In response to research ethics scandals in the 1960s and 1970s, the US Department of Health, Education, and Welfare (DHEW) established the US National Commission for the Protection of Human Subjects of Biomedical and Behavioral Research. That commission released the Belmont Report, which described three key principles for ethical design, review, and conduct of research involving human participants (18). These three principles provide the ethical underpinning for almost all subsequent FDA-issued policies and regulations:
- Respect for persons — protecting the autonomy of all people and treating them with courtesy and respect
- Beneficence — maximizing good outcomes for humanity and research participants while minimizing or avoiding risks or harm
- Justice — ensuring reasonable, nonexploitative, and well-considered procedures are administered fairly.
When applied to clinical trials of follow-on biologics, those three principles require that participants enrolled in a trial are fully informed of the risks and benefits of study participation (including the fact that they may be randomized to receive a brand-name biologic or an as-yet-unproven biosimilar). They also mandate that participation is not coerced or improperly enticed thro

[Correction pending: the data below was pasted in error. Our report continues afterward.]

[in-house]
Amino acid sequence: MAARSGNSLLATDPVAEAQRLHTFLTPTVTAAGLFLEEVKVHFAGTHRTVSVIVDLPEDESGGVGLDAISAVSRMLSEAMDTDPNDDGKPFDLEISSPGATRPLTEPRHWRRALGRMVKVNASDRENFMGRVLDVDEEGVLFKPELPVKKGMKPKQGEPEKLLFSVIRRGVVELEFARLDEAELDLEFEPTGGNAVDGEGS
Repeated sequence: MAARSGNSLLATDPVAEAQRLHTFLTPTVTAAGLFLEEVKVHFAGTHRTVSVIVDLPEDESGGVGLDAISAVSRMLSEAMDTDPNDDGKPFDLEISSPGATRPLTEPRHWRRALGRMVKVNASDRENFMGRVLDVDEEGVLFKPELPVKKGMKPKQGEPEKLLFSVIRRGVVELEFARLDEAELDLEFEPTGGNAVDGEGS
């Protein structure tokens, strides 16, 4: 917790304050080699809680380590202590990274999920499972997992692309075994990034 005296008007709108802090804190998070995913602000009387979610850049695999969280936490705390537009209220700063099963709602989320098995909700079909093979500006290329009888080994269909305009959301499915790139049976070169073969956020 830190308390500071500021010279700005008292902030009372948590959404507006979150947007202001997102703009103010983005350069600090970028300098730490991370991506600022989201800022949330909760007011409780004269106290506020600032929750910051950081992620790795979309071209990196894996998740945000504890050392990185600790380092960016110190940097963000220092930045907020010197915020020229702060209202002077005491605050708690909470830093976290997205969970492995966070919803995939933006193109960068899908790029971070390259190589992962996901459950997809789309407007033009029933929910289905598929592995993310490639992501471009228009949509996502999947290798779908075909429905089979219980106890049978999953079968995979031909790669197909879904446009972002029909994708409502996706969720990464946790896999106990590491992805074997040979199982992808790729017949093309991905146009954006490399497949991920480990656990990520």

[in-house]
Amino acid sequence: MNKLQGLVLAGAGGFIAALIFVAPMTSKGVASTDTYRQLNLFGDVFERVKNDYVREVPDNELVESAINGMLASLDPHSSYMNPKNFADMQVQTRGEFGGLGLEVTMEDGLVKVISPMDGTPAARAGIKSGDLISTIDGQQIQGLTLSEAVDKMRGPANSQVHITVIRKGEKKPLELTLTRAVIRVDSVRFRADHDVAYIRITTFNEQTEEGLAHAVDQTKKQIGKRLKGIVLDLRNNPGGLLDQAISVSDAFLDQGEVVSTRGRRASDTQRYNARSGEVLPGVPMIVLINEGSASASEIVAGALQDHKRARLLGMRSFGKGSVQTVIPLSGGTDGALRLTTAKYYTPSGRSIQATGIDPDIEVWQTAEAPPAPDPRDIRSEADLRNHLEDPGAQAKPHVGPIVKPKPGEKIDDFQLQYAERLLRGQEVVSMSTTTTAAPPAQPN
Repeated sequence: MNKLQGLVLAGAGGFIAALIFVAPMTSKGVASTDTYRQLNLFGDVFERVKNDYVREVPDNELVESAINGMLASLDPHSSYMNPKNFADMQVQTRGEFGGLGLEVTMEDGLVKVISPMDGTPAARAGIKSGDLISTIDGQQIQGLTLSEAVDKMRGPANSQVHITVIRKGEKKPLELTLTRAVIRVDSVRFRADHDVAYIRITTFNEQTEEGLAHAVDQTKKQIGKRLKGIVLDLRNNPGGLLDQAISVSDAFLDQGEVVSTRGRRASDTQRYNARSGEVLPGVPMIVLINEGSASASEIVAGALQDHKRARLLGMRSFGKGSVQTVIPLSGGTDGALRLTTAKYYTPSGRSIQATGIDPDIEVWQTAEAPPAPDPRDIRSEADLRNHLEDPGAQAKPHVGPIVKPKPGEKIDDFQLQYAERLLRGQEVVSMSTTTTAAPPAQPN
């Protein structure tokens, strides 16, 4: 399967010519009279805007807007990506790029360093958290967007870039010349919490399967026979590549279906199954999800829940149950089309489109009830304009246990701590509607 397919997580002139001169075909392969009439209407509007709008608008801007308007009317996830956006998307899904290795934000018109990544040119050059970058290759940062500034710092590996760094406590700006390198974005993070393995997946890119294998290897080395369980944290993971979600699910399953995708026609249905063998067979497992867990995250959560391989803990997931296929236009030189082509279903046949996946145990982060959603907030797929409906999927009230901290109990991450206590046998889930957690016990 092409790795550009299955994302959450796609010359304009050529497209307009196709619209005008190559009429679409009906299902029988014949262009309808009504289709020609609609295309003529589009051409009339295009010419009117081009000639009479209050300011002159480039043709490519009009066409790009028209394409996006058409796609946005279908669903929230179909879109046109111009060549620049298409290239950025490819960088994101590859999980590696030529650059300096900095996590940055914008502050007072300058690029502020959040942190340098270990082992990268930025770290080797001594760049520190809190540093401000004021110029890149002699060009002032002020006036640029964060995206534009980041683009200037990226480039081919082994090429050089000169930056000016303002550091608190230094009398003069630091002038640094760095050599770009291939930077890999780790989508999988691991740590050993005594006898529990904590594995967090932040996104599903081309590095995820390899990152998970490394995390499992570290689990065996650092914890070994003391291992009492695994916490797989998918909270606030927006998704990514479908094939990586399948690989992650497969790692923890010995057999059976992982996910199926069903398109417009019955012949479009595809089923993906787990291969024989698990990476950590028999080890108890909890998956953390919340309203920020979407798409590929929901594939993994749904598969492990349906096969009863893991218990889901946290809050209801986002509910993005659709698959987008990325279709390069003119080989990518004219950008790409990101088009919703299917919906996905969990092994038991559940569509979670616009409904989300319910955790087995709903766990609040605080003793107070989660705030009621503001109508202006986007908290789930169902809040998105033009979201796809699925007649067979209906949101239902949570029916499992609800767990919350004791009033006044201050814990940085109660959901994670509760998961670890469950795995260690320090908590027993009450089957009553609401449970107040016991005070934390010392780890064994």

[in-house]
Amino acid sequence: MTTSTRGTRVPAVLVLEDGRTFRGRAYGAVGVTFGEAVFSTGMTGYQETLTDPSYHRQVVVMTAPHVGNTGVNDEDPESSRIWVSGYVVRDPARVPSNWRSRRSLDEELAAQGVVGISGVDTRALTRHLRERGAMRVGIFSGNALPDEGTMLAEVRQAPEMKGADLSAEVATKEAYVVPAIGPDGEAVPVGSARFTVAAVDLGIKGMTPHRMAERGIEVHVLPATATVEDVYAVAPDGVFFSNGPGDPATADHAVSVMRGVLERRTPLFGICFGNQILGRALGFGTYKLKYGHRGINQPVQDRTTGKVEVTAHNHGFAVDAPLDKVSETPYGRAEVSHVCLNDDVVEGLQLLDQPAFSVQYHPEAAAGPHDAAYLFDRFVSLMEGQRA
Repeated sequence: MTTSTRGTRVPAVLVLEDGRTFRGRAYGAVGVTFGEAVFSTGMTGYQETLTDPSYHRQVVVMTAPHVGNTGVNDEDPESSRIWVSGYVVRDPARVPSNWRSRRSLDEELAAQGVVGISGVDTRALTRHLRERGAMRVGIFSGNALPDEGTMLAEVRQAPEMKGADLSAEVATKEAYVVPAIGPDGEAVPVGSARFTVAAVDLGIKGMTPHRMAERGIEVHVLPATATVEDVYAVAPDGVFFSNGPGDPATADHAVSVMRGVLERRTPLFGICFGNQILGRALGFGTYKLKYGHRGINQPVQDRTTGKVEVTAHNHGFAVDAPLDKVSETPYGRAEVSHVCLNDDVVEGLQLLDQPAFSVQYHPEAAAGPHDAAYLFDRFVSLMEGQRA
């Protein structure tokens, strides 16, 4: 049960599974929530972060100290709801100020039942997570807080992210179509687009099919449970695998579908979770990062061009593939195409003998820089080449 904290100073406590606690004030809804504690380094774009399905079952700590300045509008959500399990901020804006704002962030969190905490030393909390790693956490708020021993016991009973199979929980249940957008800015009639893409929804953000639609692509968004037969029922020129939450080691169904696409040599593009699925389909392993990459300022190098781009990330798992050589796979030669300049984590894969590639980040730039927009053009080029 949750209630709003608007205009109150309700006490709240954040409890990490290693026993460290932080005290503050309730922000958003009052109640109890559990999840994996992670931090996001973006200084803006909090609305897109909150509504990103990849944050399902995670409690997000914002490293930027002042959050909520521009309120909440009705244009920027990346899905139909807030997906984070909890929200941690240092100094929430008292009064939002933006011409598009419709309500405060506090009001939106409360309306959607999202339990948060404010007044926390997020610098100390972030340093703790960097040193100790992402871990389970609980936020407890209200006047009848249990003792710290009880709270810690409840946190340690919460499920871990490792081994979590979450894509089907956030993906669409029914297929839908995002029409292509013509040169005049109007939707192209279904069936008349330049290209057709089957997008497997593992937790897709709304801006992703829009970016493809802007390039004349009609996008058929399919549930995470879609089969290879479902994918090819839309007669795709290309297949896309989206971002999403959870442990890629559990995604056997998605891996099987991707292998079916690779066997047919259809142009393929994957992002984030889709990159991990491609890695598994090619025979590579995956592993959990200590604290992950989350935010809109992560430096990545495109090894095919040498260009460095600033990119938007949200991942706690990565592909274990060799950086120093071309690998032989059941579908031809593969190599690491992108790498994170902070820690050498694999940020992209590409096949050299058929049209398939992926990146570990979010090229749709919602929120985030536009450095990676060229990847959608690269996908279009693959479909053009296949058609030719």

ugh unreasonable promises of compensation or benefit (respect for persons). The principles also require that risks to participants be properly minimized and benefits both to participants and to society are maximized (beneficence). Finally, they require that individuals and communities recruited to participate in a trial are chosen because they will benefit from the results of the research through access to safe and effective products tested and through capacity-building improvements to community education and healthcare systems (justice).